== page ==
German artist Dani Jakob, who was born in 1973 in Freiburg im Breisgau, studied at the State Academy of Visual Arts in Karlsruhe and lives in Berlin, presents her first international exhibition in an art institution.
Jakob belongs to a generation of young German artists whose oeuvre has a distinctly lyrical flavor to it and is frequently subsumed under the heading of neo-romanticism. Her painting has shed all ties to the traditions of this medium, and she has uncovered an expanded language expressed by sculptures and installations. Her work is clearly influenced by the writers and painters of (German) romanticism. Jakob is intrigued by this epoch mainly because of its emphasis on experiences, perceptions, and the power of emotions, and because it used traditional and landscape motifs while it also sounded out the potential of different forms of art. The elements borrowed from romanticism are blended in Jakob’s work with her personal language and memories. Various — frequently contradictory — motifs taken from art and cultural history are incorporated into unlikely and sometimes ironic landscapes of symbols and signs; in these landscapes viewers find themselves in a tangled web of allusions. Jakob’s choice of materials is out of the ordinary but quite deliberate. She works with materials used in silk painting which, in Europe, is considered “amateur art”, she designs spatial installations made of papier-mâché, macramé, clay, waste wood, and other “non-hierarchic” materials. Figurative and abstract elements allow “introspections” that elude unambiguous interpretations and remain individually perceptible as subjective emotions and moods. In Kunsthaus Baselland the artist will present a new site-specific exhibition concept.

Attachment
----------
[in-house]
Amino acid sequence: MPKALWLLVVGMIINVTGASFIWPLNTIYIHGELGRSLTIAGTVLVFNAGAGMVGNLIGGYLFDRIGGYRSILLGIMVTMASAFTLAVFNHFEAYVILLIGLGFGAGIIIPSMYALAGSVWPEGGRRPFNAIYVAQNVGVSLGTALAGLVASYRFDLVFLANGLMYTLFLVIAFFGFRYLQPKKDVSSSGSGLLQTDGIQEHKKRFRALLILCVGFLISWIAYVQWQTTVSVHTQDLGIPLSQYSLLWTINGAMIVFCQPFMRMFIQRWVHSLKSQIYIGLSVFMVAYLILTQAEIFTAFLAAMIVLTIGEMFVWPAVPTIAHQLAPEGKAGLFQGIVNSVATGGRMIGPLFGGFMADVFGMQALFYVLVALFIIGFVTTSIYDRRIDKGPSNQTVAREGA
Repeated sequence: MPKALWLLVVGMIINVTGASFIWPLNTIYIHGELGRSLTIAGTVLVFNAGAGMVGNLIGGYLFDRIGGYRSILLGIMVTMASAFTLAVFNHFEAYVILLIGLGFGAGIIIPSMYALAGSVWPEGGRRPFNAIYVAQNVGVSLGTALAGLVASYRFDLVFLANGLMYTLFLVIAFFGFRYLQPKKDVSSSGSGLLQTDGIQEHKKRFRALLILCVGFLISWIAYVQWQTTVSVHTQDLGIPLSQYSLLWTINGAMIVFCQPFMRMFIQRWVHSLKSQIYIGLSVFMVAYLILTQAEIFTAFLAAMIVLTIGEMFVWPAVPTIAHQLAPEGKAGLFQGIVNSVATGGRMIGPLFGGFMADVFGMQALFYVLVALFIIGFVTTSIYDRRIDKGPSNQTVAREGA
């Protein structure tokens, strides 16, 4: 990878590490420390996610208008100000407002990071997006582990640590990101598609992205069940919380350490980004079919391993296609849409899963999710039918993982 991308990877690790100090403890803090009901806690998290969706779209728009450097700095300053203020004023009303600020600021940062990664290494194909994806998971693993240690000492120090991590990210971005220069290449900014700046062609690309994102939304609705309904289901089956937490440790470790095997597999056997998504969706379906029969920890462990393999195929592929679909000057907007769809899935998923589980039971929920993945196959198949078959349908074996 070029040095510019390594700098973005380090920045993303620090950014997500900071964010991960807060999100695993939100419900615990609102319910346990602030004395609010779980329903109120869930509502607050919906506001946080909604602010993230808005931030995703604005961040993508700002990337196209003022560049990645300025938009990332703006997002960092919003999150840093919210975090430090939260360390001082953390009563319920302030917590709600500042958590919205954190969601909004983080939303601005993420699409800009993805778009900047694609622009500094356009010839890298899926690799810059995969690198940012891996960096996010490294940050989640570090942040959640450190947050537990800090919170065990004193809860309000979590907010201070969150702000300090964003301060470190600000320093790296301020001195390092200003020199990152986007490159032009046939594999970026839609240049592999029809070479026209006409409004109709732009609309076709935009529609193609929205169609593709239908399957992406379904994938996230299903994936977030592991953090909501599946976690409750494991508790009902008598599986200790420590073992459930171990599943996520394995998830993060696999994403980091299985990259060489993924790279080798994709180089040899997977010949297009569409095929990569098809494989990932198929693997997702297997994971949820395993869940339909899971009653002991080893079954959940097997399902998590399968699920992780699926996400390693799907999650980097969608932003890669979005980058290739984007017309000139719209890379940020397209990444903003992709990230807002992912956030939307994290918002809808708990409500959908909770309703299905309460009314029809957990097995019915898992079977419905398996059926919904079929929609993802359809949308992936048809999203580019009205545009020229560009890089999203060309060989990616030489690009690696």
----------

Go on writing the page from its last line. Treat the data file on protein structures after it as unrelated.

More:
Text by Sabine Schaschl